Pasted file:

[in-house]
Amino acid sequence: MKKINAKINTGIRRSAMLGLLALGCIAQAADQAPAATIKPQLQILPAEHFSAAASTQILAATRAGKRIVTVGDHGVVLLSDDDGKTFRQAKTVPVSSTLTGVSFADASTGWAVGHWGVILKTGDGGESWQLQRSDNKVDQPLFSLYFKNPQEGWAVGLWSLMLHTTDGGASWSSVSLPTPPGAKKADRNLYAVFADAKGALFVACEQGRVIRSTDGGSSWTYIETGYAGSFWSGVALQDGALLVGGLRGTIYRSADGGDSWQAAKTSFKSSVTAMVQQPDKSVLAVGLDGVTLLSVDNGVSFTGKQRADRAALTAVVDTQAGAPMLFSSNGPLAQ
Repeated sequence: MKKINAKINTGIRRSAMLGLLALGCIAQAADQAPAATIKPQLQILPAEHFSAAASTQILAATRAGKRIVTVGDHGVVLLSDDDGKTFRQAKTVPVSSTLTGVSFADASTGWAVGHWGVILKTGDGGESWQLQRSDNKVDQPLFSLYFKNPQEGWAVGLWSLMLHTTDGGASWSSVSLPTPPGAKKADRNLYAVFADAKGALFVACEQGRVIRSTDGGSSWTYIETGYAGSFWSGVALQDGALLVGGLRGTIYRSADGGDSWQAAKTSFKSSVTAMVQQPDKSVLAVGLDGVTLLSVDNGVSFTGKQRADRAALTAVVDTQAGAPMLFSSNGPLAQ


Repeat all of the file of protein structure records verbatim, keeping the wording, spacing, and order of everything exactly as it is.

[in-house]
Amino acid sequence: MKKINAKINTGIRRSAMLGLLALGCIAQAADQAPAATIKPQLQILPAEHFSAAASTQILAATRAGKRIVTVGDHGVVLLSDDDGKTFRQAKTVPVSSTLTGVSFADASTGWAVGHWGVILKTGDGGESWQLQRSDNKVDQPLFSLYFKNPQEGWAVGLWSLMLHTTDGGASWSSVSLPTPPGAKKADRNLYAVFADAKGALFVACEQGRVIRSTDGGSSWTYIETGYAGSFWSGVALQDGALLVGGLRGTIYRSADGGDSWQAAKTSFKSSVTAMVQQPDKSVLAVGLDGVTLLSVDNGVSFTGKQRADRAALTAVVDTQAGAPMLFSSNGPLAQ
Repeated sequence: MKKINAKINTGIRRSAMLGLLALGCIAQAADQAPAATIKPQLQILPAEHFSAAASTQILAATRAGKRIVTVGDHGVVLLSDDDGKTFRQAKTVPVSSTLTGVSFADASTGWAVGHWGVILKTGDGGESWQLQRSDNKVDQPLFSLYFKNPQEGWAVGLWSLMLHTTDGGASWSSVSLPTPPGAKKADRNLYAVFADAKGALFVACEQGRVIRSTDGGSSWTYIETGYAGSFWSGVALQDGALLVGGLRGTIYRSADGGDSWQAAKTSFKSSVTAMVQQPDKSVLAVGLDGVTLLSVDNGVSFTGKQRADRAALTAVVDTQAGAPMLFSSNGPLAQ